Seems pretty clear to me that science is poorly equipped to deal with these questions.

  10. Shane Killian says:

    The way quantum mechanics works is that it shows the universe to be fundamentally probabilistic, not deterministic. The universe only appears deterministic because, on the scale of molecules and above, these probabilities tend to converge on 0 or 100%. That’s why I think the whole free will/determinism thing is a false dichotomy.

    There doesn’t seem to be any part of our will that’s separate from the physical brain. If a certain part of the brain is damaged in a certain way, the person will suddenly make different decisions–a peaceful person may become violent, for example. I read of one case where a woman who had a corpus callosotomy (surgery to separate the two brain hemispheres) ended up with one side of her brain believing in God and the other side being an atheist. Note that this isn’t a split personality; it’s one personality, who is either theist or atheist depending on which hemisphere is making the decision at the time.

  11. Ken B says:

    Do you believe in electro negativity, covalent bonds? You can do chemistry with those as primitives. You might extrapolate from them to physics hypotheses for example. When quantum physics explains the chemistry and refutes the hypotheses do you reject covalent bonds and electro negativity, or just accept they are not what you first thought they were, and don’t imply what you thought they implied?

  12. Z says:

    Here’s a question Bob? is eating meat murder? You should discuss this one day.

  13. Travis says:

    Bob, what’s interesting about this post is that, like the issue of hell, you seem to be very much in line with Orthodox Christian thought. The early Fathers of the Church were always very clear that dualism is not compatible with Christianity – human beings are wholistic creatures. The soul and the body, together, constitute what we are. We are not pure spirit trapped in a body, nor are we strictly made of matter. In fact, according to the Orthodox Church, humans were made to be a microcosm of the universe, called to take on God’s divine nature of perfect, co-suffering love. And this kind of thought isn’t necessarily limited to Eastern ChristIanity. Rob Bell, the evangelical pastor who wrote “Love Wins”, has written an interesting book that touches on what you’ve written here titled: “What We Talk About When We Talk About God”. It’s well worth checking out.

  14. Jake says:

    Here’s a set of assumptions:

    1) God created and designed the whole universe, including humans
    2) God is perfect
    3) Humans have free will

    I don’t see how all three of these could be true at the same time.

  15. Ken P says:

    This reminds me of Nietzsche’s doctrine of eternal recurrence. If matter in the universe is finite and time is infinite, everything is bound to repeat itself. It’s a clever theory, but has some flaws, such as the fact that distances could be infinitely divisible. That may not matter because there may be finite numbers of outcomes, like either you get in a wreck at a stop light or you don’t and the infinite number of almosts don’t count. It also doesn’t take into account that patterns could develop towards some repetitive equilibrium of events that exclude previously experienced events.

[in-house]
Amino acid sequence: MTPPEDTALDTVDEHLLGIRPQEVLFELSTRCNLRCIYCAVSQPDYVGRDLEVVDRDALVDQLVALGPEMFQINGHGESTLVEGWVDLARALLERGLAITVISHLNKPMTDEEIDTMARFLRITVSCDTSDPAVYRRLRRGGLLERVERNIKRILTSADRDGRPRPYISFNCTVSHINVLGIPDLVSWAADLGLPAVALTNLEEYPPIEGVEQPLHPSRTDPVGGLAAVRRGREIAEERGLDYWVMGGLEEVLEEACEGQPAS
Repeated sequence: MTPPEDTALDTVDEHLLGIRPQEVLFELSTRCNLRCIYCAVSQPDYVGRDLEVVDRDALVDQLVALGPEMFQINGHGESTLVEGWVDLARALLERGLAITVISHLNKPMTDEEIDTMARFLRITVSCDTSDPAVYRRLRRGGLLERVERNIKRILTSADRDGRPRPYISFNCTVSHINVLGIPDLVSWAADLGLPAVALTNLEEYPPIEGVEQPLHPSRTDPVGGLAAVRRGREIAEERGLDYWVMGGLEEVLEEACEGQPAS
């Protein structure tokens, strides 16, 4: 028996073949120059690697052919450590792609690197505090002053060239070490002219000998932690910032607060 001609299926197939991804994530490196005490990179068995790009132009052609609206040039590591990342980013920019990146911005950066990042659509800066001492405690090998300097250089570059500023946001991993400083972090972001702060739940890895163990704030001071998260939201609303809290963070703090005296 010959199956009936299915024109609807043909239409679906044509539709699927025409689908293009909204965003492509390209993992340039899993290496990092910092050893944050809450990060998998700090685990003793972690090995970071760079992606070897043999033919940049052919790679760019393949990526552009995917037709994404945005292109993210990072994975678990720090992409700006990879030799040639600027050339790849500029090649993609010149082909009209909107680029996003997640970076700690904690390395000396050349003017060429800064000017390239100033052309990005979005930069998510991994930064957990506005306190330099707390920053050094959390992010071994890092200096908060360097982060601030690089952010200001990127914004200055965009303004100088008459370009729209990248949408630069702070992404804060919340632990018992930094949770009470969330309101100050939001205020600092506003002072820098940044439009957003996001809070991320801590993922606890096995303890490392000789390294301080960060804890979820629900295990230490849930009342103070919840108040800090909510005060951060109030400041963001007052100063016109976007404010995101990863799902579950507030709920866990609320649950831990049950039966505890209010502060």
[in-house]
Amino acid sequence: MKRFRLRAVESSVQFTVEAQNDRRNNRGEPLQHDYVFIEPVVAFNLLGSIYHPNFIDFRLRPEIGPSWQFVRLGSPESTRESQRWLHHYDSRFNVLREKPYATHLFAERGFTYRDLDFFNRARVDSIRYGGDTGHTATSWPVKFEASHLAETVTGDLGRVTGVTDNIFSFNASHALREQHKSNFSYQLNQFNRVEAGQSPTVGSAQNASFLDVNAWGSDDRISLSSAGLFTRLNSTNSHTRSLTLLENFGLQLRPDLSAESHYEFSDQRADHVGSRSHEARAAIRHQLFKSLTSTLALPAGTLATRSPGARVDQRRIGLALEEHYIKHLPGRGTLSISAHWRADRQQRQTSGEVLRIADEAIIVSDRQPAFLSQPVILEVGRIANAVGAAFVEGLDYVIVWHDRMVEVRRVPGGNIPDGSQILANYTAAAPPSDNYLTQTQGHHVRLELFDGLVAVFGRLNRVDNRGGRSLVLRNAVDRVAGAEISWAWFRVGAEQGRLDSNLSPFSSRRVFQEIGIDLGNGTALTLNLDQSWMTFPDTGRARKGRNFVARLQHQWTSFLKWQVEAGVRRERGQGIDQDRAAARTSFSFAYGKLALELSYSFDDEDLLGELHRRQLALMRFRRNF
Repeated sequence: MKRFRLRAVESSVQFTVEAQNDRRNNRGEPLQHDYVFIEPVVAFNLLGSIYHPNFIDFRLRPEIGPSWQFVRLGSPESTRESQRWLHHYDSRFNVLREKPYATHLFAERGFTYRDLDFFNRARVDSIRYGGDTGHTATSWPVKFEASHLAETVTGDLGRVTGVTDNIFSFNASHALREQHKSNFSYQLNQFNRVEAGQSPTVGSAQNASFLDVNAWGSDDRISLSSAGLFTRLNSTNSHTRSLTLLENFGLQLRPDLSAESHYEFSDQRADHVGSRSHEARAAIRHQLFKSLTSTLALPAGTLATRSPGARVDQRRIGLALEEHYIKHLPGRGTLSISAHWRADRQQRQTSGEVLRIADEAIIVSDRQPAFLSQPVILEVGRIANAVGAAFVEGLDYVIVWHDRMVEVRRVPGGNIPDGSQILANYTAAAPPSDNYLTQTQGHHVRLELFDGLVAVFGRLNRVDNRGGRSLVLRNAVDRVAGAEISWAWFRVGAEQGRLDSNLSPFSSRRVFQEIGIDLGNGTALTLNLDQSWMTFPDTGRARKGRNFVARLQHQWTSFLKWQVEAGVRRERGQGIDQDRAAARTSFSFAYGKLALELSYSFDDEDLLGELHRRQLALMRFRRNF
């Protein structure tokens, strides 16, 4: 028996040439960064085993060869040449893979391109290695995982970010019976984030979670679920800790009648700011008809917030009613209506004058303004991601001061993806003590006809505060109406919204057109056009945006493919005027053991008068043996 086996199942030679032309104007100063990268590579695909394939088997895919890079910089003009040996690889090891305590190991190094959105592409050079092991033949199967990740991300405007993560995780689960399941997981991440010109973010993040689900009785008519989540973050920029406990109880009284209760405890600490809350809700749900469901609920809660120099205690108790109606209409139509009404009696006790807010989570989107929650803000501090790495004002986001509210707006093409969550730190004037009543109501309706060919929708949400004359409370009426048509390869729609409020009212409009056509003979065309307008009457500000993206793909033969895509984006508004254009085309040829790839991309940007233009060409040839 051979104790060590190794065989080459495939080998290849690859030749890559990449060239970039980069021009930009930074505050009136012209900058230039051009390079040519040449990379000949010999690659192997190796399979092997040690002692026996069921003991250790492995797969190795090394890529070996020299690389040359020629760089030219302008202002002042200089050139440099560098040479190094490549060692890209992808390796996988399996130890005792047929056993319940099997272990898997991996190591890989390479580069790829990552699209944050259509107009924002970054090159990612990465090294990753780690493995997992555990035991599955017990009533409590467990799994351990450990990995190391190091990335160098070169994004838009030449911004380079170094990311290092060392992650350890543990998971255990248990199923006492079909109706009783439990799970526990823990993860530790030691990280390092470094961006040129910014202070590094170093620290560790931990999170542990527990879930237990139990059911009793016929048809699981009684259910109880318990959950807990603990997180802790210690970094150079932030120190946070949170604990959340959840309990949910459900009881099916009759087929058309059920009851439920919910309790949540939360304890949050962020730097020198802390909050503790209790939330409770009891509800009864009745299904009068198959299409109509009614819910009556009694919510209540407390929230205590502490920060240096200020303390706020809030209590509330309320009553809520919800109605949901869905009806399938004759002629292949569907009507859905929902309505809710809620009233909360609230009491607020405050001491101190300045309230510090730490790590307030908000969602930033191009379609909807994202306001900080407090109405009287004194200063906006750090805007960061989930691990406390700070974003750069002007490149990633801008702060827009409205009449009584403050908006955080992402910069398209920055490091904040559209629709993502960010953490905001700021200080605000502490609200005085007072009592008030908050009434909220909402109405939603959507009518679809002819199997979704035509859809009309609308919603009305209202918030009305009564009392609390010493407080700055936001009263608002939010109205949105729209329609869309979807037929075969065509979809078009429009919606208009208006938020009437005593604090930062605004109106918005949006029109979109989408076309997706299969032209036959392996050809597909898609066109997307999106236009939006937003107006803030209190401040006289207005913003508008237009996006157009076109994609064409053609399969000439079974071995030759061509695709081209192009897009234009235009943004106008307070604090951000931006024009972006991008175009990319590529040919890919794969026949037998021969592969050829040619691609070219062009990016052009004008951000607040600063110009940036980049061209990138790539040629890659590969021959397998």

The routing of the laryngeal nerve in the giraffe is a major obstacle to any intelligent design theory that does not allow the designer to use evolution as a paintbrush. An intelligent designer would not route it that way; legacy hardware baggage as a consequence of evolution makes much more sense.

    If we were to look at mind as a society of neurons, consciousness could arguably be emergent. Many theories of consciousness especially those among artificial intelligence thinkers see the concept of “I” as an illusion.

    Bacterial cultures are groups of genetically identical cells that communicate about their environment and behavior like swarming emerges. This is somewhat analogous to a network of neurons. They tend to do things in a statistical manner, as if maybe 10% are contrarians that can take things a different direction if the majority make the wrong decision. It seems quite Bayesian. Of course, one could also posit that such a bacterial society is actually making deterministic decisions. Perhaps there are rules/patterns to be followed such as “if all of my bacterial neighbors are making the- glucose is high let’s party- reaction, then I must make the contrarian decision as if glucose is low regardless of what my own glucose readings are telling me.